Philosophy is written in this grand book, the universe, which stands continually open to our gaze. But the book cannot be understood unless one first learns to comprehend the language and read the letters in which it is composed. It is written in the language of mathematics, and its characters are triangles, circles, and other geometric figures without which it is humanly impossible to understand a single word of it; without these, one wanders about in a dark labyrinth.17
Of course, there was nothing new about the metaphor of nature as a book. Nor was the idea that it was mathematical particularly novel – we have already encountered it in the work of Nicholas of Cusa and Kepler. However, mathematics had long been a poor relation to natural philosophy and Galileo was adding his weight to Clavius’s in order to ensure that it was now properly regarded. Unfortunately, the Assayer was primarily an attack on the Jesuits in Rome who took the whole affair quite badly. It is also worth noting that modern opinion agrees far more with Grassi than Galileo on the question of comets. Regardless, the Assayer was a literary tour de force and no one doubted that Galileo had won the debate.18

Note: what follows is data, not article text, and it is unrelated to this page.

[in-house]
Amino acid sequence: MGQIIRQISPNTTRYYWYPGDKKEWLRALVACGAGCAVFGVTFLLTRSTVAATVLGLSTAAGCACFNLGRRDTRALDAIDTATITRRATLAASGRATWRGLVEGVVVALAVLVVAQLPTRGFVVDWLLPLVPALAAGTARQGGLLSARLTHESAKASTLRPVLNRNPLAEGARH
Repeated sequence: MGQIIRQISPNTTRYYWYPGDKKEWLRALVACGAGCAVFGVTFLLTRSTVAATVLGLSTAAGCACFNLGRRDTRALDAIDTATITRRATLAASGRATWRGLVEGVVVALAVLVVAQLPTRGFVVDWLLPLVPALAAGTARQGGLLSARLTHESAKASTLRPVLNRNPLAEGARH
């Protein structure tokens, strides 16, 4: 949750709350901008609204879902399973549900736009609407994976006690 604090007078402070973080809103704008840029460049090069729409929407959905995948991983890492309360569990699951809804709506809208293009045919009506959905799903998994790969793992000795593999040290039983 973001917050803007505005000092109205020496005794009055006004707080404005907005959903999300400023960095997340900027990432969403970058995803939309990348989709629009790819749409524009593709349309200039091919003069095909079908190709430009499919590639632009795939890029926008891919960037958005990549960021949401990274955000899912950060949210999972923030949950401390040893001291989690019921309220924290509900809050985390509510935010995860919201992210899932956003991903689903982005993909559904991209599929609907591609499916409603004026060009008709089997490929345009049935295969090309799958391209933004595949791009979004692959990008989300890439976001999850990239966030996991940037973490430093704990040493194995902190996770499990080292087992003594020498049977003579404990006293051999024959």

Alienating the Jesuits who had supported him in 1611 was probably not a good idea, but other things were going Galileo’s way. In 1620, The Congregation of the Index issued its corrections to Revolutions of the Heavenly Spheres. They were surprisingly modest – just ten amendments to a book that was several hundred pages long. The purpose of the corrections was to demote Copernicus’s ideas from a picture of reality to a mathematical hypothesis. Thus, when Copernicus wrote that he had no shame in ‘admitting’ that the earth moves around the sun, the Congregation of the Index changed this to ‘assuming’ that the earth so moves.19 Rather than order that existing copies of Copernicus’s work be destroyed, the Congregation ruled that their corrections be added as a special insert.